Magical Mystery Pour #27: Elephant School Sombrero

This passion fruit and chia saison is the third in a series of Essex beers chosen for us by Justin Mason (@1970sBOY) of Get Beer, Drink Beer.

Elephant School is a would-be-hip experimental sub-brand of Brentwood Brewing. This beer cost us £3 for 330ml from Essex Food. Justin says:

Brentwood Brewery, even though it’s across the other side of town to me, is my closest brewery in Essex and their Elephant School brand (named after an actual elephant school in Brentwood where people were trained to ride elephants by the East India Company prior to going to the sub-continent ) is their more creative arm. Sombrero is brewed with chia, a member of the mint family, and passion fruit, the latter ingredient almost taking the lid off the fermenter it was so volatile. This is still my favourite of their beers even though I have brewed my own cranberry Porter with them recently, Porter in a Storm.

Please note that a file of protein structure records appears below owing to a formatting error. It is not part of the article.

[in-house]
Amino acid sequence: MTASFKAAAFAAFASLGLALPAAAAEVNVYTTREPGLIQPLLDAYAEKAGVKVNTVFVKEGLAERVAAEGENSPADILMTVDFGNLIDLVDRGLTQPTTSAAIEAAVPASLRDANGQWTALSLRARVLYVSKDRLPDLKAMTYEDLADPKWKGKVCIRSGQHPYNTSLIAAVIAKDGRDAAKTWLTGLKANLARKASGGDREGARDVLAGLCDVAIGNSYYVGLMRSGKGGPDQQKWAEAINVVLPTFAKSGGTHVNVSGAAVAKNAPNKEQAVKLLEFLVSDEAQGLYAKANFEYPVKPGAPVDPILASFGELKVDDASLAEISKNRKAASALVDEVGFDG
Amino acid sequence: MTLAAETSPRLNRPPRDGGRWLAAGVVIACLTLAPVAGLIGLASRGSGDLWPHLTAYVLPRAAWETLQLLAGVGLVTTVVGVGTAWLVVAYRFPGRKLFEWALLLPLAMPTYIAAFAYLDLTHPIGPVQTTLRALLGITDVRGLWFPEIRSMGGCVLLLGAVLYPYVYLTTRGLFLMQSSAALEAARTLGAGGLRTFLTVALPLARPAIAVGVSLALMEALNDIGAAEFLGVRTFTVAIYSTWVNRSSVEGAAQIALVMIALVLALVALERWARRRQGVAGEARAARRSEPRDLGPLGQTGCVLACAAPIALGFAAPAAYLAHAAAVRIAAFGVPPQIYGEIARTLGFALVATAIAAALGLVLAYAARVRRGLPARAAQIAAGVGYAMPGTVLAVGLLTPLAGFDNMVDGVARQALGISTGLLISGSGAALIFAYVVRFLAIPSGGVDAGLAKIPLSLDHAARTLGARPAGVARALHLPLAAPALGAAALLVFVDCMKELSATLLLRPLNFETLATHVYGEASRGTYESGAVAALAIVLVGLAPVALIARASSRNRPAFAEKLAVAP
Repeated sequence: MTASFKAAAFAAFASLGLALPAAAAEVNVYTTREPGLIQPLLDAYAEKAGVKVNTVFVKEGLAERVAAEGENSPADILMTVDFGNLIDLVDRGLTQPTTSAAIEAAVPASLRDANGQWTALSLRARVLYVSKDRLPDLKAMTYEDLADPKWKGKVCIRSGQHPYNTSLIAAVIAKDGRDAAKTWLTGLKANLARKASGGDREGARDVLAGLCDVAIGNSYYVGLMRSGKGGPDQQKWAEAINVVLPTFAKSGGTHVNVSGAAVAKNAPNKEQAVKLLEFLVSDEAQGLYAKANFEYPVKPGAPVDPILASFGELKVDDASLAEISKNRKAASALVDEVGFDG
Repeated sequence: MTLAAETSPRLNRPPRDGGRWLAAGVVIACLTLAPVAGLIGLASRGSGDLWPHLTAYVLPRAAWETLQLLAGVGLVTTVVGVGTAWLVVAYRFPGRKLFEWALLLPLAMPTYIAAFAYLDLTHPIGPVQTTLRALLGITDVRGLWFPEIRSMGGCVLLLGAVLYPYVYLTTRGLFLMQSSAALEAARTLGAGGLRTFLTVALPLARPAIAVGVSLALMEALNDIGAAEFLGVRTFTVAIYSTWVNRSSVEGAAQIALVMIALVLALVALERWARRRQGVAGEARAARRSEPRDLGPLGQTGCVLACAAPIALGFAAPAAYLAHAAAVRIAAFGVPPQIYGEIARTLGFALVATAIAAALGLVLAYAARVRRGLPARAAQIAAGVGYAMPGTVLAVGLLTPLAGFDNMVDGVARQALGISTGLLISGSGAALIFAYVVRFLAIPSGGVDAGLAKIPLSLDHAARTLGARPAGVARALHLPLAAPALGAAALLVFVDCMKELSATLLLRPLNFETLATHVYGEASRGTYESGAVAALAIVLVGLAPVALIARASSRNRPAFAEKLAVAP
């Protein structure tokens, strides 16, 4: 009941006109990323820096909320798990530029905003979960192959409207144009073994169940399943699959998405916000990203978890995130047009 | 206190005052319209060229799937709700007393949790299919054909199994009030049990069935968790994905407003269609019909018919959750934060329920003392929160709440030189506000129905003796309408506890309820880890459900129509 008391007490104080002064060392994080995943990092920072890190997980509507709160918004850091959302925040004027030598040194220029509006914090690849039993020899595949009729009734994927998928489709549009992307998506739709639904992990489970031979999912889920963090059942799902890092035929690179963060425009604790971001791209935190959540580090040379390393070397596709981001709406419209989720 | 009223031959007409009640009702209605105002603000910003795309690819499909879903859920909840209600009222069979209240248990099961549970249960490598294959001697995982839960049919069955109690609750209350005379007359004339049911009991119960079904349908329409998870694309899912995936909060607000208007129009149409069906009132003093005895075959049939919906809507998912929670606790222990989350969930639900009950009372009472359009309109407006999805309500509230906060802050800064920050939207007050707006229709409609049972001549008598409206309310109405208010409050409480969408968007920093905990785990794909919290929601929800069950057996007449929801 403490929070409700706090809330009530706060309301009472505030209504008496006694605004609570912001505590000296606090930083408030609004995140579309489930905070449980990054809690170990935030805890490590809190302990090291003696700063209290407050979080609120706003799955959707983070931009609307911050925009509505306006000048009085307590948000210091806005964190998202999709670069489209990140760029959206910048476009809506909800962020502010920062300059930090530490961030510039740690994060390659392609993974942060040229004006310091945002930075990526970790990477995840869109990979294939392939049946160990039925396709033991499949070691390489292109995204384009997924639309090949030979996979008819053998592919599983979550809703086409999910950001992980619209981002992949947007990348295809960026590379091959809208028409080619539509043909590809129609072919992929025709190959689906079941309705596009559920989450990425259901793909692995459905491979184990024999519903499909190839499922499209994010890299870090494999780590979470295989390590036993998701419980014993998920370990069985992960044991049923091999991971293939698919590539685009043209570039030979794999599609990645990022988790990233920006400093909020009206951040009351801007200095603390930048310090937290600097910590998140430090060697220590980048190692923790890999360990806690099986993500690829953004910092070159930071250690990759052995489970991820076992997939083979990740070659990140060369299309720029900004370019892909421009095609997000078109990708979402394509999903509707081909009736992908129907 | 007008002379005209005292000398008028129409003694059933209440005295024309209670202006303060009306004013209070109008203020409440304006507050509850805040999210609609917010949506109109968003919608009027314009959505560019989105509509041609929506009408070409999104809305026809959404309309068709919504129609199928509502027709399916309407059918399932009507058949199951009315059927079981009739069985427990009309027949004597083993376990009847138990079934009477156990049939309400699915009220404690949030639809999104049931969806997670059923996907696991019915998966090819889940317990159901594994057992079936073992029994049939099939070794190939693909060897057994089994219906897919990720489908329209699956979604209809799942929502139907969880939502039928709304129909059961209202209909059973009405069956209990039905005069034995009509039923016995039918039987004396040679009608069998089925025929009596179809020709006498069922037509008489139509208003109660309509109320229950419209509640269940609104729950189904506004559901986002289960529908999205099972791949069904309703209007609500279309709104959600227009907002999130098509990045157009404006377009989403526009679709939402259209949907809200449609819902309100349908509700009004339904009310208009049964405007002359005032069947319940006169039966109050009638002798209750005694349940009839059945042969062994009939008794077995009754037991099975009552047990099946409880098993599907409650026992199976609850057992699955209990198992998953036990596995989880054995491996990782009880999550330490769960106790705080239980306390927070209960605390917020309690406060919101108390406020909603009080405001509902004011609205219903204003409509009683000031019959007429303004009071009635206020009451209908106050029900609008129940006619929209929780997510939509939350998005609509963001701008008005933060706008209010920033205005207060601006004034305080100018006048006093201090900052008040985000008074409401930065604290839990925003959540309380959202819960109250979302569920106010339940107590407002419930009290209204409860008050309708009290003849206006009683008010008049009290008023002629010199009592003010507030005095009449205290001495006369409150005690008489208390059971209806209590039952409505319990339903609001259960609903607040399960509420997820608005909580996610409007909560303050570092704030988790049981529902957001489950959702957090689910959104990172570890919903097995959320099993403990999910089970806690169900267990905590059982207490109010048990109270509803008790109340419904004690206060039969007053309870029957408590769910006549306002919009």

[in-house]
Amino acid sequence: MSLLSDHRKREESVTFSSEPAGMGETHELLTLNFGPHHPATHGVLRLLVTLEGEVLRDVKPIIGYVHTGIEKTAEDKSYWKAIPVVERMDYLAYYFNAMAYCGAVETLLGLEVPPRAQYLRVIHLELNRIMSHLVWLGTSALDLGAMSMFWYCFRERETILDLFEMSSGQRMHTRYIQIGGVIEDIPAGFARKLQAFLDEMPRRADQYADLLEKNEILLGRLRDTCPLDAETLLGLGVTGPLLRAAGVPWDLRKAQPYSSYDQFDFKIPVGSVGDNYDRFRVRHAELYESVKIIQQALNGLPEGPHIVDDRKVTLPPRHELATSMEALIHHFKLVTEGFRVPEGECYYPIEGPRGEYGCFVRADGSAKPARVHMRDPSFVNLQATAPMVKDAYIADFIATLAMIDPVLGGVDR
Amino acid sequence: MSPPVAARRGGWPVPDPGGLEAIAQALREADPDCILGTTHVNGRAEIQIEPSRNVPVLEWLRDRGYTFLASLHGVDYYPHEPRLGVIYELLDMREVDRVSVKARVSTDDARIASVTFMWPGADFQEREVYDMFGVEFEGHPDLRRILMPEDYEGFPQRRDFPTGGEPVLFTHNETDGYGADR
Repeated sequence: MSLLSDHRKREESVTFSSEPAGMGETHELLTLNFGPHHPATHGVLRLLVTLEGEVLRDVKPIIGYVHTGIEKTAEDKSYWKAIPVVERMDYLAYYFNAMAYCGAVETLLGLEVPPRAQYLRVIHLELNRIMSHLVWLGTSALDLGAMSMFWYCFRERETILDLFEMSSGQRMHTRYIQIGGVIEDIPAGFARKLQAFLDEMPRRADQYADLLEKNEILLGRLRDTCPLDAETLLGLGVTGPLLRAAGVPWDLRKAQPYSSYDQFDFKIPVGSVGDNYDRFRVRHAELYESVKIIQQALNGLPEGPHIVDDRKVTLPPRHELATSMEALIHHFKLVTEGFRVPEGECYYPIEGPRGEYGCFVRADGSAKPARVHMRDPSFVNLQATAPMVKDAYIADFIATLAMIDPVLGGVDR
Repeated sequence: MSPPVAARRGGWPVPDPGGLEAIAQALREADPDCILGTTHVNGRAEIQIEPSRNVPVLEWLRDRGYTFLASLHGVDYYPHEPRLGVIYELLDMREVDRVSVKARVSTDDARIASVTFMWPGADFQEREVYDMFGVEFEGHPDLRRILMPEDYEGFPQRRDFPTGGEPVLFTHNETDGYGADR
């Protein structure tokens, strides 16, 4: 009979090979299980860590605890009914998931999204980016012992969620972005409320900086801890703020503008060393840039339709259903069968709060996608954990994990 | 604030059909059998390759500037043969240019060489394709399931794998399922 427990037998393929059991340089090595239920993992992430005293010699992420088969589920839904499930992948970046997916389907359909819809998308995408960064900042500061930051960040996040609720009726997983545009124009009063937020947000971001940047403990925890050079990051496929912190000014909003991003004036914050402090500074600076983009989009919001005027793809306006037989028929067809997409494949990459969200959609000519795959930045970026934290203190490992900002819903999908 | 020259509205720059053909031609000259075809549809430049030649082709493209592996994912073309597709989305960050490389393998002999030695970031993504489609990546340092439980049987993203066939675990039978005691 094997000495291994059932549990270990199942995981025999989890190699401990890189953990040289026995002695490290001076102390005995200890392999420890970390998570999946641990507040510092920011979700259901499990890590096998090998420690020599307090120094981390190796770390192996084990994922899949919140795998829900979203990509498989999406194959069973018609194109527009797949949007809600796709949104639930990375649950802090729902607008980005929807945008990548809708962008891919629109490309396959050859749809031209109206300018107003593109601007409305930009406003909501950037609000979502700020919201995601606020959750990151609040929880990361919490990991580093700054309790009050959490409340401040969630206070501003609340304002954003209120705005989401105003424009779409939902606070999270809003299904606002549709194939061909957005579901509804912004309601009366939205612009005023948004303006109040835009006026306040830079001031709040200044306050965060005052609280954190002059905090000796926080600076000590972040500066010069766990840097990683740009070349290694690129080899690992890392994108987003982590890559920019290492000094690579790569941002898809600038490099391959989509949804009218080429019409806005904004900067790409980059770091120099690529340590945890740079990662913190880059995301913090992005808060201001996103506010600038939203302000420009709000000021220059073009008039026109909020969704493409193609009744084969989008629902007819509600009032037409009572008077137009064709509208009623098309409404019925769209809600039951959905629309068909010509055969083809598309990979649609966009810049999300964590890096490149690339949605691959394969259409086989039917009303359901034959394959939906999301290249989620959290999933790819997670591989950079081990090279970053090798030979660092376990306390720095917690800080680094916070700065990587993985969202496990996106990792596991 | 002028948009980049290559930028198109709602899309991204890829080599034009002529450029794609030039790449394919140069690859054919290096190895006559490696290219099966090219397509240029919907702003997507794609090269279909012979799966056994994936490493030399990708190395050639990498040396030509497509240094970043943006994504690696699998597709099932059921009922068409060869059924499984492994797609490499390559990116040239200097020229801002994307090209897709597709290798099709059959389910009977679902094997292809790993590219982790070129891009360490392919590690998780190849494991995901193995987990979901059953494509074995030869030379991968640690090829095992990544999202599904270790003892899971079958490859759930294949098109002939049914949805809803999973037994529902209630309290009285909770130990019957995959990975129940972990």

What were our prejudices going into this? We’ve often been rather impressed by Brentwood’s cask ales — a 2.8% bitter of theirs is perhaps the best low-alcohol beer we’ve ever had — but can’t recall having tried their bottled products, and bottled beers from small breweries can be a risky business. Then there’s the style as described: saison is a difficult, delicate style and we sometimes suspect that chucking fruit in it is a distraction technique. And, finally, there’s a mild irritation at the idea that Brentwood, already a tiny independent brewery, needs a ‘craft’ spin-off — where does this kind of weirdness end?

Sombrero Saison in the glass. (Golden beer.)